The reality is much more complicated than that. But what we’re specifically interested in is how it would affect the chances of securing a second indyref, so let’s take a look.

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The British sense of fair play 159

Posted on September 07, 2019 by

We’ve talked about this subject before, but a couple of findings in a new poll today by Survation really caught our eye.

And that tells us something quite profound about the UK’s voters.

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Hopeless times 416

Posted on September 06, 2019 by

Sitrep: we’ve given up any hope of turning on the television and seeing a politician – any politician – telling the truth.

Boris Johnson is lying about negotiating a new deal with the EU. Jeremy Corbyn is lying about pretty much everything (in so far as he even knows what he wants the truth to be, let alone what it actually is). Jo Swinson is lying about wanting to meaningfully work with other parties to stop Brexit. Nicola Sturgeon is lying about wanting to stop a no-deal Brexit – she just wants to stop Brexit full stop.

(Unfortunately, this also means she’s lying about having any real intention of holding a second independence referendum before 2021. If she did, she wouldn’t have all her MPs and MSPs frantically running around parliaments and courtrooms trying to destroy her own democratic mandate for it, which would leave her needing to secure a fresh one 20 months from now. And assuming she’d have any more idea how to put it into practice than she has with the ones she’s already got.)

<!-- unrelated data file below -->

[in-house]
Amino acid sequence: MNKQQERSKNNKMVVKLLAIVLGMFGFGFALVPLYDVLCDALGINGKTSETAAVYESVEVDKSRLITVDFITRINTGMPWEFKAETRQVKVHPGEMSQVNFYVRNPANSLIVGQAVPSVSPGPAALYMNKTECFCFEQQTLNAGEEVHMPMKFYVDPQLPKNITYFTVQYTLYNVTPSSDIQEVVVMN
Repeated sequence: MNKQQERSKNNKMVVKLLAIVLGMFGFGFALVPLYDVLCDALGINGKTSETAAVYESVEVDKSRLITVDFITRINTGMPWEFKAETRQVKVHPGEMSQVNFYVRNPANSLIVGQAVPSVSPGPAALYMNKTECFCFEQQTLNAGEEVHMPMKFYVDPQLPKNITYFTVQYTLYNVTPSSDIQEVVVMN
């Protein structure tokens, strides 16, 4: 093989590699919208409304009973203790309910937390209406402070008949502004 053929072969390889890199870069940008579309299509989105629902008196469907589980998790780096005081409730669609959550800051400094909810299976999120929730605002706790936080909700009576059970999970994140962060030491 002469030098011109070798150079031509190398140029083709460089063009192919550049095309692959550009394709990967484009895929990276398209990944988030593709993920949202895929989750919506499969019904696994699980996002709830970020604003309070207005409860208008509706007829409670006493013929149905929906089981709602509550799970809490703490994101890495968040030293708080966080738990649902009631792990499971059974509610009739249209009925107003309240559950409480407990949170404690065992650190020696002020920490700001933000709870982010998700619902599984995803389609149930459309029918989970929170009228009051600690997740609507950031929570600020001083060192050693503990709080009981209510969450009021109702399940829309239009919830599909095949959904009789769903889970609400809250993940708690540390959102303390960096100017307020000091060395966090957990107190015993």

The government is lying about the fact that it doesn’t have confidence in itself, and the opposition is lying about the fact that it does. Everyone now says they want an election, but somehow it isn’t happening because nobody wants it yet, and nobody can agree when they DO want it, and they’re all lying about why.

And absolutely everyone is lying about the fact that whatever they’re trying to do right now has any chance of solving the present shambles. Johnson is just stalling to run the clock down until no-deal, although he swears blind that he isn’t, and the opposition just wants to drag the whole agony out for several more months with not the slightest clue what they’d actually do then.

Grimly, the closest thing that British voters currently have to an honest man is Nigel Farage, who is at least clear about what he wants and what he’s prepared to do to get it. Which is ironic, as he’s only anywhere near getting it because he’s spent his entire political career lying through his teeth about it.